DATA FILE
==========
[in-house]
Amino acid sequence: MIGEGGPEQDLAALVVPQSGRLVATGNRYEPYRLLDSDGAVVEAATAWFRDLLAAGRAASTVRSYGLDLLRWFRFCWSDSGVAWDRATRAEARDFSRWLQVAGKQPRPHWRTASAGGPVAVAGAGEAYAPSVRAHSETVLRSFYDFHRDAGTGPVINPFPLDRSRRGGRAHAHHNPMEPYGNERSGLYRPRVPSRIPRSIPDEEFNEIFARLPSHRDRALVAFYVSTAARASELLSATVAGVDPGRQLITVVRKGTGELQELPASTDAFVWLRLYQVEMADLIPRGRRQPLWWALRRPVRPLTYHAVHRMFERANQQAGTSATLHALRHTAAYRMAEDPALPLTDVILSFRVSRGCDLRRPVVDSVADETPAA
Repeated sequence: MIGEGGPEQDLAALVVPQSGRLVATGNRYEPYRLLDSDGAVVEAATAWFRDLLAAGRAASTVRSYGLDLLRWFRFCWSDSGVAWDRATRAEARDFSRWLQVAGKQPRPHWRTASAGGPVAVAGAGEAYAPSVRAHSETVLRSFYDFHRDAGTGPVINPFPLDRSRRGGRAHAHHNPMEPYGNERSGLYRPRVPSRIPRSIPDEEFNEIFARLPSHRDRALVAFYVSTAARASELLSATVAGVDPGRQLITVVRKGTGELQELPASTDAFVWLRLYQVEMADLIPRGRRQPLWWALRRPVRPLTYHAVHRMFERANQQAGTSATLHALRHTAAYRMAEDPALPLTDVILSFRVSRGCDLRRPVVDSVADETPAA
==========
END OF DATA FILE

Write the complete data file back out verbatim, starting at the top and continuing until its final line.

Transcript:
[in-house]
Amino acid sequence: MIGEGGPEQDLAALVVPQSGRLVATGNRYEPYRLLDSDGAVVEAATAWFRDLLAAGRAASTVRSYGLDLLRWFRFCWSDSGVAWDRATRAEARDFSRWLQVAGKQPRPHWRTASAGGPVAVAGAGEAYAPSVRAHSETVLRSFYDFHRDAGTGPVINPFPLDRSRRGGRAHAHHNPMEPYGNERSGLYRPRVPSRIPRSIPDEEFNEIFARLPSHRDRALVAFYVSTAARASELLSATVAGVDPGRQLITVVRKGTGELQELPASTDAFVWLRLYQVEMADLIPRGRRQPLWWALRRPVRPLTYHAVHRMFERANQQAGTSATLHALRHTAAYRMAEDPALPLTDVILSFRVSRGCDLRRPVVDSVADETPAA
Repeated sequence: MIGEGGPEQDLAALVVPQSGRLVATGNRYEPYRLLDSDGAVVEAATAWFRDLLAAGRAASTVRSYGLDLLRWFRFCWSDSGVAWDRATRAEARDFSRWLQVAGKQPRPHWRTASAGGPVAVAGAGEAYAPSVRAHSETVLRSFYDFHRDAGTGPVINPFPLDRSRRGGRAHAHHNPMEPYGNERSGLYRPRVPSRIPRSIPDEEFNEIFARLPSHRDRALVAFYVSTAARASELLSATVAGVDPGRQLITVVRKGTGELQELPASTDAFVWLRLYQVEMADLIPRGRRQPLWWALRRPVRPLTYHAVHRMFERANQQAGTSATLHALRHTAAYRMAEDPALPLTDVILSFRVSRGCDLRRPVVDSVADETPAA